Netflix is throttling school Internet

TIM PEPPER
Arts & Entertainment Editor

In the past few weeks, many students have reported slower than usual Internet speeds and believe it or not, Netflix may be killing your Internet.
Netflix, is a massive online movie and television show streaming service in which subscribers pay a monthly fee to either have a seemingly endless list of movies sent to your home address or streamed directly to your tablet, smart phone or computer. This service has become increasingly popular over the last few years and is used by approximately 71% of students on campus, according to a non-scientific survey.
To put this into perspective, based on a 2013 study done by the Sandvine Networking Equipment Company, Netflix has taken up more downstream bandwidth than any other website in the world at 32% of the overall global bandwidth, followed by a very large gap by YouTube at 17.11%. These numbers are astounding and are reflected on the VWC campus network.
After several consultations with the computer services help desk and a meeting with Mr. Jack Dmoch, the Chief Technology Officer at Virginia Wesleyan College, some interesting points were uncovered.
“11:30 a.m. to 1:30 p.m. and 11 p.m. to 2:30 a.m. seem to be the peak usage times,” says Dmoch.
Fortunately for those readers who are avid Netflix addicts, there are some ways to jack up network speeds without abstaining from your favorite streaming service. Small actions such as turning off the wireless Internet connection (Wi-Fi) on your phone or tablet until you absolutely need it could help significantly if everyone could get on board.
The way the campus network works is not very complicated, but to put it simply, there are two ways to connect to the internet. Students can connect either by using the Ethernet ports in their rooms or by connecting wirelessly to access points placed strategically around campus.
The Ethernet option is actually a very good one as connecting to the network this way gives you a pretty significant dedicated connection straight to the main switch. This means that students are not competing directly with anyone else for the bandwidth provided on the campus network. This method is significantly faster than Wi-Fi in almost every circumstance.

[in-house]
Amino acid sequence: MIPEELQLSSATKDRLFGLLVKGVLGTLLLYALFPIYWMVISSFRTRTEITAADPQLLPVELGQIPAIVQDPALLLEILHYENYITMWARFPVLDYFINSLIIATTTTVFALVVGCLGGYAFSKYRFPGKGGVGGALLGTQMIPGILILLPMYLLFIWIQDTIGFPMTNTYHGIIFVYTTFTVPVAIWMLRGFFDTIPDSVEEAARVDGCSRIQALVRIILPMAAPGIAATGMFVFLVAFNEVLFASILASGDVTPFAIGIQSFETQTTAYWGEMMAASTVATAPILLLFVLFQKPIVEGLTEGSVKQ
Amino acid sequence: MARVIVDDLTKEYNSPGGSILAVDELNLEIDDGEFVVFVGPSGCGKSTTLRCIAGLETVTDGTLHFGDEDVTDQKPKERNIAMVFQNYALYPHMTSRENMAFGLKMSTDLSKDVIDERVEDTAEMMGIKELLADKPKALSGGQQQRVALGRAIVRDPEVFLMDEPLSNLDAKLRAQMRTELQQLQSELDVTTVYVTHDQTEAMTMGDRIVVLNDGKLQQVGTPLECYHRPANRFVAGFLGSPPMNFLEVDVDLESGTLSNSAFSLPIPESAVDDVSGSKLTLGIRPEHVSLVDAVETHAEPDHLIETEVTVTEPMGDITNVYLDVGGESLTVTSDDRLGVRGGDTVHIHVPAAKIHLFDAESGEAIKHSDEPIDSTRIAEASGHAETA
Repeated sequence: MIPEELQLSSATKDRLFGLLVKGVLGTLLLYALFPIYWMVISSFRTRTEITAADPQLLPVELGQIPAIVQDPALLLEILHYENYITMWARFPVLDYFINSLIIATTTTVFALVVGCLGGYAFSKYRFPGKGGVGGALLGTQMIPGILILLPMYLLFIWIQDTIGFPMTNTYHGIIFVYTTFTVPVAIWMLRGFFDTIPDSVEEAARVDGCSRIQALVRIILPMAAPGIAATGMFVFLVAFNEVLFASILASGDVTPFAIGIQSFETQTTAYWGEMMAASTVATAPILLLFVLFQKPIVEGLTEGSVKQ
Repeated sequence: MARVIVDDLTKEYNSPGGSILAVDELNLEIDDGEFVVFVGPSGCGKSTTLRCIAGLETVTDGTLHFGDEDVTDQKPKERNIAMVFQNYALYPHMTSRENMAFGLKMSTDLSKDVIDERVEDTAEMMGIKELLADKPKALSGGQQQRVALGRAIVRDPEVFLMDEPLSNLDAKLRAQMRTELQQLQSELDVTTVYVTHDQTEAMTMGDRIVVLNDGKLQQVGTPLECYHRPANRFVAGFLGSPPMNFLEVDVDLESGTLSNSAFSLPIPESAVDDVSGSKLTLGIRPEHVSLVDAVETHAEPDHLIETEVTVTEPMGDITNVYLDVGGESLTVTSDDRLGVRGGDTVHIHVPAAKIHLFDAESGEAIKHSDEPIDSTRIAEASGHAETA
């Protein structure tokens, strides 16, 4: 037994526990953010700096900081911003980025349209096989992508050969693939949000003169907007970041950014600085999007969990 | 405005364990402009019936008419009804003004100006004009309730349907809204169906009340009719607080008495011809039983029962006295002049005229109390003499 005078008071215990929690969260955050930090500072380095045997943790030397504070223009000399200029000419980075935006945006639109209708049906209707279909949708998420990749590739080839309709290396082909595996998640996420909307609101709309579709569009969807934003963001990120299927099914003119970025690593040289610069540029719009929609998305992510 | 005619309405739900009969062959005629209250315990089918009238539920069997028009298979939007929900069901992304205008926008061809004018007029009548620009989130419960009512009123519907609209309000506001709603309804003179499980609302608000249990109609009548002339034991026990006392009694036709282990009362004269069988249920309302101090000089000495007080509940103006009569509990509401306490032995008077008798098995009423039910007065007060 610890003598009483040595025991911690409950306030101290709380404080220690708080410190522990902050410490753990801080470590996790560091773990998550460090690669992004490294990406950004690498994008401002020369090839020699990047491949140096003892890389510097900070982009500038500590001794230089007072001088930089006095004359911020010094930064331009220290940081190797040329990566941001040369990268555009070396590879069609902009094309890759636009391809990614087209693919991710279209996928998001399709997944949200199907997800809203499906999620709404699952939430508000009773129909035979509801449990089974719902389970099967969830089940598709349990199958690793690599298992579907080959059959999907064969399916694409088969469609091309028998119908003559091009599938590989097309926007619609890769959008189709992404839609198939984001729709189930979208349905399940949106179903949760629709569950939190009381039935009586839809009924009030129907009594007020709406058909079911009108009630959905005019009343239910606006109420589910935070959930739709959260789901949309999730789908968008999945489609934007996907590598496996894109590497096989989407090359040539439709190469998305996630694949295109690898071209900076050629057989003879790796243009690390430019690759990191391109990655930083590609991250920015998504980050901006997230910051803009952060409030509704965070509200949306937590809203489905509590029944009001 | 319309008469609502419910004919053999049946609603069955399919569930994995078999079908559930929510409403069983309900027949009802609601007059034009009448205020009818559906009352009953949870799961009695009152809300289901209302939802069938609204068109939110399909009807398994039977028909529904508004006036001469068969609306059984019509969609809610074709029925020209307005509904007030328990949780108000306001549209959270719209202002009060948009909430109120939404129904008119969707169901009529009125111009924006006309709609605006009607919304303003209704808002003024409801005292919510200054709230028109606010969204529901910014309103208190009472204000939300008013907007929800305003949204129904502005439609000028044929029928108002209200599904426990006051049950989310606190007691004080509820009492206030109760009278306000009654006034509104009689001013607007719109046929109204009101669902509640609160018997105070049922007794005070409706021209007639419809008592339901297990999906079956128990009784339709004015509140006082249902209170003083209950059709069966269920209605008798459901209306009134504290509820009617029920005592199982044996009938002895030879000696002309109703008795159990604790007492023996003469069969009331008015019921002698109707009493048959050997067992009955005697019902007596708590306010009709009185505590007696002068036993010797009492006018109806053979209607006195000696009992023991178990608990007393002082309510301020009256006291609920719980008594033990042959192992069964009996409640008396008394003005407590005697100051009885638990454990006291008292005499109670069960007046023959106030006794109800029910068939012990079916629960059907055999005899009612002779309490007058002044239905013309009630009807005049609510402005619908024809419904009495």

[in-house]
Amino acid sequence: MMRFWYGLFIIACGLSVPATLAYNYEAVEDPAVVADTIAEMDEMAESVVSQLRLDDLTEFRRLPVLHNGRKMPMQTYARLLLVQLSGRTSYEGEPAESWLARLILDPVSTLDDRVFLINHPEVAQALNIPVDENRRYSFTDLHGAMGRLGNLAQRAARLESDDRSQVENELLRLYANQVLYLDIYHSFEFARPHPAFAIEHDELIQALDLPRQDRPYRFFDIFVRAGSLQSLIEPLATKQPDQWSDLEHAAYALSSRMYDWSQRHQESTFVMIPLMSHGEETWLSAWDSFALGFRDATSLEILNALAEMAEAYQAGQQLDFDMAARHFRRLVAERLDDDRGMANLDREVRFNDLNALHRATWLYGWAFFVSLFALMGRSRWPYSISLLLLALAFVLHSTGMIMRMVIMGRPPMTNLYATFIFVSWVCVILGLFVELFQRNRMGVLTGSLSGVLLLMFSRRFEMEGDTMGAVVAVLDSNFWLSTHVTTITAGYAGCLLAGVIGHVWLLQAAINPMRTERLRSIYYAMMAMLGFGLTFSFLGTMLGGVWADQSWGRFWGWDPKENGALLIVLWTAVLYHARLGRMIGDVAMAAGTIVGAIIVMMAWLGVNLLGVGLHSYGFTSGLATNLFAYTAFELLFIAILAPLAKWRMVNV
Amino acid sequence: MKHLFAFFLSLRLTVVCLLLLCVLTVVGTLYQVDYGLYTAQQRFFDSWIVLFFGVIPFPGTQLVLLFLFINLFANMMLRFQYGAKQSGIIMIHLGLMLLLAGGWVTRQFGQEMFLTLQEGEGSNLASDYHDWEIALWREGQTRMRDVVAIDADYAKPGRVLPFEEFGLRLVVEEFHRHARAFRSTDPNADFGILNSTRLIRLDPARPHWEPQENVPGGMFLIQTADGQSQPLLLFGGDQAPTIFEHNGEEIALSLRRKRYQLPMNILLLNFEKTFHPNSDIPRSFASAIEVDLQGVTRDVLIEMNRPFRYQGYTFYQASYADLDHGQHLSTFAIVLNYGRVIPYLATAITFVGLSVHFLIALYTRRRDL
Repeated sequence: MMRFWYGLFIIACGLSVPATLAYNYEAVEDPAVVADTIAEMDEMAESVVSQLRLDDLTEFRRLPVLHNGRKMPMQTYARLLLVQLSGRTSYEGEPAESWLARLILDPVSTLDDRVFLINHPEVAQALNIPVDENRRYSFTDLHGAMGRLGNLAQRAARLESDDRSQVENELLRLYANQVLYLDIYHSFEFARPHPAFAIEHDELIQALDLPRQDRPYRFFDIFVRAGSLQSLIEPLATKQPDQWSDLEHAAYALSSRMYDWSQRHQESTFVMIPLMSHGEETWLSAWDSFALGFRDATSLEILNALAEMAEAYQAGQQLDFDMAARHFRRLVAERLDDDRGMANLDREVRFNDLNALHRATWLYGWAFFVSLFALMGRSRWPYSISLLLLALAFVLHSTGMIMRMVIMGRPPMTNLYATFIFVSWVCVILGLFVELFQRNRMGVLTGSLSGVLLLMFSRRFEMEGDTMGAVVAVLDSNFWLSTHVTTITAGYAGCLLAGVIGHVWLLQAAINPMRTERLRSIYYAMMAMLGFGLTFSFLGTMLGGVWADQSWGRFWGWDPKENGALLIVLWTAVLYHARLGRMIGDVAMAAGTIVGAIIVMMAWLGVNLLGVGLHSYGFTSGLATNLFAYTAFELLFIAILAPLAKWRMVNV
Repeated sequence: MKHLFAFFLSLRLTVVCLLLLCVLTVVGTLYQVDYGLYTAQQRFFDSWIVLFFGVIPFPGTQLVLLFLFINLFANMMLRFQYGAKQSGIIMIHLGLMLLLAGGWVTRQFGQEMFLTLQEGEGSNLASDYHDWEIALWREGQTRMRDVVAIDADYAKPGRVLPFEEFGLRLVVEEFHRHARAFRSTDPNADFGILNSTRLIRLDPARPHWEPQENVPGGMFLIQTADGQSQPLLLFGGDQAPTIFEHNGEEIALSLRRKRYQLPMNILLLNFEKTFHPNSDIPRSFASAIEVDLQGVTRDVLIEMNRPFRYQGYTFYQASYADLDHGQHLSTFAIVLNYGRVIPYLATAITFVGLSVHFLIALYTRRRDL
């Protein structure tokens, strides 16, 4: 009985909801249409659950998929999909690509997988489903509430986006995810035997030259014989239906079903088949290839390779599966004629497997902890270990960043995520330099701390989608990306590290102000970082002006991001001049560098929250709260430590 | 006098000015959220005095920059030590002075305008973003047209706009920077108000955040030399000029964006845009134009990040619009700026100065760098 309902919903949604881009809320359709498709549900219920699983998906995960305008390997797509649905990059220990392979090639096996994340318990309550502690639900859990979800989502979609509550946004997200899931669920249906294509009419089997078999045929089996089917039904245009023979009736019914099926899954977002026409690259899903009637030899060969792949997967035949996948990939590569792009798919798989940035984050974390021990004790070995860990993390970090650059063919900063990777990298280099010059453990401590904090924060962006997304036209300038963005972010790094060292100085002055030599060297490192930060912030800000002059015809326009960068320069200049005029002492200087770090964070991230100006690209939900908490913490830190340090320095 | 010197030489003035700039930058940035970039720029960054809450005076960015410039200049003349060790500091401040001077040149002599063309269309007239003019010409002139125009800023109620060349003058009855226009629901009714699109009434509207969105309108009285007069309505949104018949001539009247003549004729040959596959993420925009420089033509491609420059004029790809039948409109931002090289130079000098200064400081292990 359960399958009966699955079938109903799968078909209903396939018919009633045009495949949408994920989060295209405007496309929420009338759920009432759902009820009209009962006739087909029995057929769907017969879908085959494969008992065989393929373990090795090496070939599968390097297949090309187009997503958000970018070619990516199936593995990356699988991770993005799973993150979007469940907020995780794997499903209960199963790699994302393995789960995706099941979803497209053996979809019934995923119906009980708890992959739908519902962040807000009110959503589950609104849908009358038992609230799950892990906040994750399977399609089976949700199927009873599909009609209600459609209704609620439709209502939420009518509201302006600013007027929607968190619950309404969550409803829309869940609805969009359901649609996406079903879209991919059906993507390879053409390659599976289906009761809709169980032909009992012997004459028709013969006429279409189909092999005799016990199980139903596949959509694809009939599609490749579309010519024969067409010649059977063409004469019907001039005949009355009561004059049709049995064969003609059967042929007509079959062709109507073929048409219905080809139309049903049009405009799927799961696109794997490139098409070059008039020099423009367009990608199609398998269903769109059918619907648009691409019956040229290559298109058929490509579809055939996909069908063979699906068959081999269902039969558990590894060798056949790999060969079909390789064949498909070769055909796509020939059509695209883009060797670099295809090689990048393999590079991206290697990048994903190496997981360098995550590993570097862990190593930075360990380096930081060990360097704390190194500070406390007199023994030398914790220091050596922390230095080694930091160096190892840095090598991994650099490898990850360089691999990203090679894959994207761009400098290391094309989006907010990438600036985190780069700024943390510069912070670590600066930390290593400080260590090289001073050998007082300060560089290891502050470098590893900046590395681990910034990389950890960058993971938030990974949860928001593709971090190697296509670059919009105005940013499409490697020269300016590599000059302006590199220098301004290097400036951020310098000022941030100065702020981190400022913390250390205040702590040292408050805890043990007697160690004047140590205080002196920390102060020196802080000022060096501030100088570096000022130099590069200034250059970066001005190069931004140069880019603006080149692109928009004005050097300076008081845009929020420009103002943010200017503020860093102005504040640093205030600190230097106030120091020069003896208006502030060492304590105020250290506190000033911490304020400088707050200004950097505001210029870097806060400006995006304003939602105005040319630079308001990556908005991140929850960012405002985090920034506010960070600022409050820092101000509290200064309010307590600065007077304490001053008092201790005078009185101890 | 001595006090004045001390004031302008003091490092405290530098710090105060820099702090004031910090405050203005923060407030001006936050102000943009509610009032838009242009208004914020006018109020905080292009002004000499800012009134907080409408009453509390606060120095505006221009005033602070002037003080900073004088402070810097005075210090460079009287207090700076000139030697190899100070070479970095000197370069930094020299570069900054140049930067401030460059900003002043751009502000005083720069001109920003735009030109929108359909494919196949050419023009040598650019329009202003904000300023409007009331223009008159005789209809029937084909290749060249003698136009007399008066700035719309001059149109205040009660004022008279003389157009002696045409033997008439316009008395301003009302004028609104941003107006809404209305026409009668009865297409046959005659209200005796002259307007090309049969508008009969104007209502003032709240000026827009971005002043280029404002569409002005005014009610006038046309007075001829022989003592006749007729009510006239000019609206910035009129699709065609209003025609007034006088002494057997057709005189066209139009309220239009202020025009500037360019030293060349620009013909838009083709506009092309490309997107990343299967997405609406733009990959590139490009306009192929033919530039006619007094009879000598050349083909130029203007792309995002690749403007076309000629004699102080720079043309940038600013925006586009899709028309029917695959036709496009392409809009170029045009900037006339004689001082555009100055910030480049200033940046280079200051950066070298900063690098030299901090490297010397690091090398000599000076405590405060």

Connecting by Wi-Fi is a little more complicated. By connecting to Wi-Fi, students are essentially battling with each other for priority on the access points in their dorms and throughout campus. While the quality of your device can affect the speed of your connection, the number of devices attempting to connect to the access point at one time has a much more noticeable impact.
“The more users [attempting to connect], the slower [connection] for everyone on that [access point],” says Dmoch. “Not having Wi-Fi enabled on smart devices unless they are actually in use will reduce the number of devices attaching to a particular [access point]. Smart Phones, tablets, televisions, gaming devices, DVD players, and laptop computers that are turned on will try to connect to any [access point] if the Wi-Fi is enabled on the device.”
Dmoch also looks forward to providing more long-term solutions to users of the VWC campus network. New access points are being installed in areas of concern, while higher power access points are being installed in heavy traffic areas such as the convocation center. These access points unfortunately cost nearly $1,000 a piece and, therefore, cannot be purchased until there is space for them in the budget.
“We are constantly looking for issues with our network and are deploying new network switches and APs as resources allow,” says Dmoch. “We are also looking at a new product to manage our network traffic and we should procure and deploy this during the summer. This will enable us to make better use of the capacity we have and expand as needed.”
Despite these possible upgrades and fixes, it is important to understand that the students are by far the heaviest users of the Internet and bandwidth on campus, and because of this they can also determine how fast it goes. Be conscious of how many devices are connected to the network and understand that streaming sites like Netflix have been and will continue to bog down the network if students are not considerate of these issues. Don’t leave your computer or other Wi-Fi devices on if they are not in use, because even something as small as this could cause an online assignment to be late if your Internet is running slow.

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